What’s your favorite travel hack?
I always bring snacks with me when I’m about to board a plane, train, bus, or car. But they’re not just for me to eat.
Backstory: I was boarding an early flight to Prague from NY and in a pretty sour mood. I had only gotten 4 hours of sleep the night before, and I had to work on the plane because I had an illustration deadline to hit when I landed. A man when a nasty cough came and took the seat next to me. He didn’t speak English but waved and smiled. I nodded back weakly, unenthusiastic about having to sit next to someone coughing for a long flight. An hour later, I saw him buy a can of Pringles from the snack cart. Out of the corner of my eye, I saw him open the can, turn to me, and offer me the first one. I don’t know about you, but I’ve NEVER offered anyone the first Pringle before (get your own). My cold, dead heart immediately melted, and I realized that I was being self-centered and grumpy for no good reason. The act of offering someone food is a gesture of kindness that transcends language, religion, and culture. From that moment forward, I made a vow to always share food with strangers. So far, I’ve offered popcorn to an Uber driver in San Francisco, apples to a family in a train car in Budapest, a tangerine segment to a taxi driver in Saigon, and chocolate to many seat mates on flights. It’s really incredible how warm people become when you make a simple offer like that.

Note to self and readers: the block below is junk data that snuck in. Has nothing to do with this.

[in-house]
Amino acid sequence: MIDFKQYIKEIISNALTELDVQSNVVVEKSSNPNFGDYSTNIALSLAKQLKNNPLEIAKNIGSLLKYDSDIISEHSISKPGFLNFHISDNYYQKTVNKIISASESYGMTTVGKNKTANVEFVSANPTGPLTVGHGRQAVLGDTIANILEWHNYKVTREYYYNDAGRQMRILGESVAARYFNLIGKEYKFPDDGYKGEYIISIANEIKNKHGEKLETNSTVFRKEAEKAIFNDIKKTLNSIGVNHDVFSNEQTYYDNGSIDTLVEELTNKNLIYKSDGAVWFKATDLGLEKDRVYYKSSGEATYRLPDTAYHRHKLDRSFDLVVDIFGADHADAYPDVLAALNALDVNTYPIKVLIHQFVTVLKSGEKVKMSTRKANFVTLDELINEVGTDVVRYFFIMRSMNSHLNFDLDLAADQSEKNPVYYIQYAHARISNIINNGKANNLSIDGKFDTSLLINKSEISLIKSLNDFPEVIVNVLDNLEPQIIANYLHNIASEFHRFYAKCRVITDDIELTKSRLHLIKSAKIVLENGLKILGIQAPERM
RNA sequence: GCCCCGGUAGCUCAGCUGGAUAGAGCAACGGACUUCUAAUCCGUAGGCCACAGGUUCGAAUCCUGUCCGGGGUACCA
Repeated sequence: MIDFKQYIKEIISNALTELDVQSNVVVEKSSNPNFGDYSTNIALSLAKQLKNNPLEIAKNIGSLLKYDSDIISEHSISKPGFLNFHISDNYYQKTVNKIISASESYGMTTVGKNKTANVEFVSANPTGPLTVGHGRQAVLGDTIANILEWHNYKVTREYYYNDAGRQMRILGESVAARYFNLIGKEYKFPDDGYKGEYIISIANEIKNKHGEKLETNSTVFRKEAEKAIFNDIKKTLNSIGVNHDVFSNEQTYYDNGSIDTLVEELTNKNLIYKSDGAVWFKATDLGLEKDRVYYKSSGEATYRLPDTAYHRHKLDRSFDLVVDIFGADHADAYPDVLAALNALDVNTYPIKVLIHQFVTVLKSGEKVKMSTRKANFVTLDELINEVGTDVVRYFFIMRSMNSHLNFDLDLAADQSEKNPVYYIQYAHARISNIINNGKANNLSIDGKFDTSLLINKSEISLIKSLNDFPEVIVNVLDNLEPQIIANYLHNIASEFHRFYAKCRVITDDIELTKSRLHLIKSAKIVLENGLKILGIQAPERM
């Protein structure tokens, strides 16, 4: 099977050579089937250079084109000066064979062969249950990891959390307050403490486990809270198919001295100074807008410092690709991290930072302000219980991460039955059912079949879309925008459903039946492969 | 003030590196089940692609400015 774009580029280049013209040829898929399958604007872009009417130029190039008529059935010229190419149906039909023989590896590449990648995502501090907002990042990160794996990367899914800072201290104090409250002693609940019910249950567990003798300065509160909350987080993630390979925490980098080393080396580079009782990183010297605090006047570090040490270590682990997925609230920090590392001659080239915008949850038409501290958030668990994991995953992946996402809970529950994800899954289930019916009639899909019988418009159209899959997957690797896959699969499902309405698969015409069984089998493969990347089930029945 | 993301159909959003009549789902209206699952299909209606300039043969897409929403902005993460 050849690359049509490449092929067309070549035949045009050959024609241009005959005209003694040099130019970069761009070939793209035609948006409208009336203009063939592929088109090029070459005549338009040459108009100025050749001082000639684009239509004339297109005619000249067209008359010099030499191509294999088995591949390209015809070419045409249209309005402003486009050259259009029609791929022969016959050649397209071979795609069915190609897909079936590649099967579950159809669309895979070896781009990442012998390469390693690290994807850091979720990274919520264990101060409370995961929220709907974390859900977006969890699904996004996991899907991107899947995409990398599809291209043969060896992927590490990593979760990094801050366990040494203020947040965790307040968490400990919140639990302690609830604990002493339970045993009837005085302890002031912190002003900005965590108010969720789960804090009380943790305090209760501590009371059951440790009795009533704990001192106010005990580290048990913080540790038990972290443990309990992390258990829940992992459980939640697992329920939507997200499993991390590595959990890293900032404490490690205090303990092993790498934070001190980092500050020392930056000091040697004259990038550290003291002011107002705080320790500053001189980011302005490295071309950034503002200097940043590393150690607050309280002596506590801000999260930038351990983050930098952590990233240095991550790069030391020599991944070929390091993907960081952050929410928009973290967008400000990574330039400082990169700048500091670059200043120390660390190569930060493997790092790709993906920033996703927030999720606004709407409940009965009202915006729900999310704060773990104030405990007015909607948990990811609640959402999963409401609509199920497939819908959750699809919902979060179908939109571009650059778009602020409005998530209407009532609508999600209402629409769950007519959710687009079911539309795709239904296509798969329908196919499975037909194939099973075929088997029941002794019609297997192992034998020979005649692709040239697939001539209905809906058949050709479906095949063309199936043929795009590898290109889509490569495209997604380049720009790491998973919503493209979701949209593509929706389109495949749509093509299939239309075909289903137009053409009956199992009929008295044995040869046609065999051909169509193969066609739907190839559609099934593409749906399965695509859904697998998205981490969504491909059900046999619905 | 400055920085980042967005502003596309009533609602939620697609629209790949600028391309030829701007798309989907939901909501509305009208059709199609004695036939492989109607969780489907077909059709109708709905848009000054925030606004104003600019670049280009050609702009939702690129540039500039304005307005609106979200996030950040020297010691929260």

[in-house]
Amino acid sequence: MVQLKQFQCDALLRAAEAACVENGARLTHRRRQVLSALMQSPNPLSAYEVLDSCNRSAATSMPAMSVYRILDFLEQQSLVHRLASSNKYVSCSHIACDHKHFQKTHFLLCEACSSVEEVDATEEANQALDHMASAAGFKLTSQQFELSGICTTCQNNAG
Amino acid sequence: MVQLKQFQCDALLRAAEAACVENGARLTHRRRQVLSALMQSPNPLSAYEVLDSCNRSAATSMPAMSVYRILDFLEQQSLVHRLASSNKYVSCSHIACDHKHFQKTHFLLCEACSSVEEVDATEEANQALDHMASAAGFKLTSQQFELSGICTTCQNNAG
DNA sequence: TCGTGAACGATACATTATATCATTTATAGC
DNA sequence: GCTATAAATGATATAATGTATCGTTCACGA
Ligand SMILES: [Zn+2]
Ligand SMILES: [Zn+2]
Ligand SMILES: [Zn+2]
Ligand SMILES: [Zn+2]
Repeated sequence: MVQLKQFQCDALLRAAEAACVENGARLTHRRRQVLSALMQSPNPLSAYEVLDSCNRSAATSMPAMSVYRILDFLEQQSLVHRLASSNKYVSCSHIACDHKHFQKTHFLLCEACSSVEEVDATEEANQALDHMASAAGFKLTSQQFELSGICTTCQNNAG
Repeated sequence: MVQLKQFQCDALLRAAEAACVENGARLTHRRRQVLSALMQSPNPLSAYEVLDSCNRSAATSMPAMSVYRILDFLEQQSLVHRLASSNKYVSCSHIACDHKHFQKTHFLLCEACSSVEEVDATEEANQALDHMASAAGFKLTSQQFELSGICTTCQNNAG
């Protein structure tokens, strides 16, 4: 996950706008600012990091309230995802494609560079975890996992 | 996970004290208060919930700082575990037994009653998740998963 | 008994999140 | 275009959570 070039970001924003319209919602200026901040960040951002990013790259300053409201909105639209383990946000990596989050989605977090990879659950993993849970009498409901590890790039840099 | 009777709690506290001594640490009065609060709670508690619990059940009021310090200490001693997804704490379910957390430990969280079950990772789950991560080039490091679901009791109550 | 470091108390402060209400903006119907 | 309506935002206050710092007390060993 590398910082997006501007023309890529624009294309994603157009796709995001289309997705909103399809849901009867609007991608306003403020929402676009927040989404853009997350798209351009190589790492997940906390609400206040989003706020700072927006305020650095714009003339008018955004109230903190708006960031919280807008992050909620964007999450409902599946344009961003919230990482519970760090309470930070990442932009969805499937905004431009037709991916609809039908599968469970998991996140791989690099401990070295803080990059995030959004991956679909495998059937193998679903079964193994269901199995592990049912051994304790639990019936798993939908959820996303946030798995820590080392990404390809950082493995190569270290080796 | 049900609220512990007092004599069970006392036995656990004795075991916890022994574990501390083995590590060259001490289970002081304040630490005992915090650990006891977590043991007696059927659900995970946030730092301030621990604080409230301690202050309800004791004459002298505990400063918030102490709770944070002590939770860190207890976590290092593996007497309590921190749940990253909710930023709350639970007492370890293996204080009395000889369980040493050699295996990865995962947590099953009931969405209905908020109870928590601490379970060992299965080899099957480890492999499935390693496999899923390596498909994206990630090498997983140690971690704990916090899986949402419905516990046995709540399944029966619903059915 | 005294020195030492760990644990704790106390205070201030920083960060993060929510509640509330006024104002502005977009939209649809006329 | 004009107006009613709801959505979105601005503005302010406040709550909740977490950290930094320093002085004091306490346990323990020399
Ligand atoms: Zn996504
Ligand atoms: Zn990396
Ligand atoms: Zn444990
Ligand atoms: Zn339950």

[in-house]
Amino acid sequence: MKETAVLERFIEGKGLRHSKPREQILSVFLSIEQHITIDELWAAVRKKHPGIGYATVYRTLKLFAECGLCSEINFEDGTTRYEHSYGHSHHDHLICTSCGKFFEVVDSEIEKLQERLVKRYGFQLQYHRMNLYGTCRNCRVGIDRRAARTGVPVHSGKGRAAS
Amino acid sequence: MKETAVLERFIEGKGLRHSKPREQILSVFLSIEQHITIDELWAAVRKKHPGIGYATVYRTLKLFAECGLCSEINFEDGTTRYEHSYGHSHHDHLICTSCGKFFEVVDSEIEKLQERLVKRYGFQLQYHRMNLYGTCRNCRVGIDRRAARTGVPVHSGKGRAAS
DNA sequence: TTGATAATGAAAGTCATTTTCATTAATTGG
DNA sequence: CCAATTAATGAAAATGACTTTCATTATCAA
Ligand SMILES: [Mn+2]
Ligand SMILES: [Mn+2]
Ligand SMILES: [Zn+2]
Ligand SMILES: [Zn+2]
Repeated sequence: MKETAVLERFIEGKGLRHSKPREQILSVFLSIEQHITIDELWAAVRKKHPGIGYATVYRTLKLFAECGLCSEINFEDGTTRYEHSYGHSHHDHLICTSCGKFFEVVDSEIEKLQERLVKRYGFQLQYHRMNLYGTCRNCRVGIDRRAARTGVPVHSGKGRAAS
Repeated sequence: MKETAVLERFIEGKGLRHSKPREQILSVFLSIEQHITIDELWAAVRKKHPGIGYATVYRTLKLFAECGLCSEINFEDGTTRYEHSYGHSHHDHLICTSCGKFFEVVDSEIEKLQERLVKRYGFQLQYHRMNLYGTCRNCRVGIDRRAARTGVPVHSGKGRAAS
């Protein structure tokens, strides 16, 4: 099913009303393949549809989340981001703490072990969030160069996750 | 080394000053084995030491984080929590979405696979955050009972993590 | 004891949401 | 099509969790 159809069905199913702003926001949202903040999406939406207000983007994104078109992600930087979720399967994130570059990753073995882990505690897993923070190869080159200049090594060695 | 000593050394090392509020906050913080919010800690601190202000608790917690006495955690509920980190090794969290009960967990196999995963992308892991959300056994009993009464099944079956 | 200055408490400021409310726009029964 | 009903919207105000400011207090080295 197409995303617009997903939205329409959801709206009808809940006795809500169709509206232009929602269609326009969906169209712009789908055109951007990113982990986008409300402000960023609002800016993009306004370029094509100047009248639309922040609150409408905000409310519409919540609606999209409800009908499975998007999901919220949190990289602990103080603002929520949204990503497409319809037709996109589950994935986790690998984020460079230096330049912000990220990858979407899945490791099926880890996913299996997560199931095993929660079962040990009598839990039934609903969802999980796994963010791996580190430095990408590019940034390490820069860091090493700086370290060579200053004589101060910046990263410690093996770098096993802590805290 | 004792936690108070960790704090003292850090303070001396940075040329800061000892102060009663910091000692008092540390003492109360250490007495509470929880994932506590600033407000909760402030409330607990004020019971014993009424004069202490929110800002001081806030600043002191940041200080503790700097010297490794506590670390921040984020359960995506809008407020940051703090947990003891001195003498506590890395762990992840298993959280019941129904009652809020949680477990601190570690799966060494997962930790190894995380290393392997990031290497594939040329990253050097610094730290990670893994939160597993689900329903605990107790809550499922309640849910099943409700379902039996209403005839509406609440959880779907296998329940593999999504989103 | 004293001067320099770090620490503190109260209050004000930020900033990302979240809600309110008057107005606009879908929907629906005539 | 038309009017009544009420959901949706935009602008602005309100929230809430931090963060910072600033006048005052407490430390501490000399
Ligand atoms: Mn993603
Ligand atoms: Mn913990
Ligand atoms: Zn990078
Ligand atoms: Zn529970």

Are there any pieces of everyday gear or travel technology you wish existed that don’t?
I wish there was a jacket with a tab that, when pulled, instantly deployed large 360 degree airbags around me. I would use it every time a creepy dude tried to approach me on the street and/or if I was falling off of a cliff.
What do you miss most when you travel?
Definitely my Vitamix blender for fruit & veggie smoothies. I used to own a small travel blender too, but when I decided to travel with just a carry-on bag it was impossible to bring it with me. Reluctantly, I had to chew all of my food this year.
You can find Lauren on Instagram.